• Games consoles, such as Nintendo Switch
  • Foods that contain common allergens, such as nuts, depending on your Group
  • Jewellery
  • Any valuables items
  • Any precious or sentimental items
  • Aerosols, such as spray deodorant, as it can trigger asthma or smoke alarms
  • Medications, such as ibuprofen and paracetamol. Always remind them that these will be available centrally via the leadership team.

Personal kit may need to be carried some distance and carried by the young people themselves. Make sure to note anything that is optional to help reduce weight. Remember to consider the terrain and suggest appropriate bags. For example, rucksacks and holdalls, rather than suitcases, for camping.

It’s always good to advise to bring a teddy, some books or a pack of cards. These items can really help in down-time, but remember to follow the venues rules on what’s allowed, such as ball games.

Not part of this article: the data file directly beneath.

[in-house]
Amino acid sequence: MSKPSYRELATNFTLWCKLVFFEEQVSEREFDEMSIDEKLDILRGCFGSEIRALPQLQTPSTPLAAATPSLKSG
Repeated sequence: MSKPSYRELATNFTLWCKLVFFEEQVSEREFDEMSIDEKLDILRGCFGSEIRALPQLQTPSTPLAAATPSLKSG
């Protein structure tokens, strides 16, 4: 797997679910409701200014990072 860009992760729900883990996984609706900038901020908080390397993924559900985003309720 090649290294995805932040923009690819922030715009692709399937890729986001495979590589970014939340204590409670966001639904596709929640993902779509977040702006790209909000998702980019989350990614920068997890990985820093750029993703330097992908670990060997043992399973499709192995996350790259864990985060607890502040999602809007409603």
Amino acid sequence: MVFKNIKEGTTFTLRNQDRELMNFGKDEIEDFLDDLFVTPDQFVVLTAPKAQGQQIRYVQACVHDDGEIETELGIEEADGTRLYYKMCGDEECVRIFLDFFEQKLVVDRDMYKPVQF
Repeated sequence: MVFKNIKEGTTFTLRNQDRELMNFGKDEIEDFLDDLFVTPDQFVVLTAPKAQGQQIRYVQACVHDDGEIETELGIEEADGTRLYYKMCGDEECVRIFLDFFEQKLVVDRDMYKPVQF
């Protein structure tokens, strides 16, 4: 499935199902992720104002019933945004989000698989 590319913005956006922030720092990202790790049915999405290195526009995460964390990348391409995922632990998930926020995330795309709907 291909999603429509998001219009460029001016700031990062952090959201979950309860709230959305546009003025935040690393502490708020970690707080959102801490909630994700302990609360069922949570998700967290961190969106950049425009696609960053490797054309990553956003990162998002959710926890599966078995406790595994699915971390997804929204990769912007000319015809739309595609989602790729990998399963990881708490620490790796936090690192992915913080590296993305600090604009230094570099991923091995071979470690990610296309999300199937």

Depending on where you’re staying, either indoors and outdoors, and the time of year, you may need to bring different items.

For hot weather, think about suncream, sunglasses and sun hats.

For cold weather, think about extra blankets, gloves, thicker sleeping bags and hats.

Take a look at our advice on hot weather and cold weather.

If you’re short on space using collapsible camping gear can be a real help.

If you’ve any free-time or night-time events, such as a disco, remember to ask people to bring casual or party clothing. People may want to bring a separate one or two sets of comfortable clothing for evening or down-time. This could include jeans.

It’s best to bring a laundry bag for dirty dry clothes and a labelled bin bag for wet or muddy clothing. The people leading the trip may want to take some spare bin bags, too.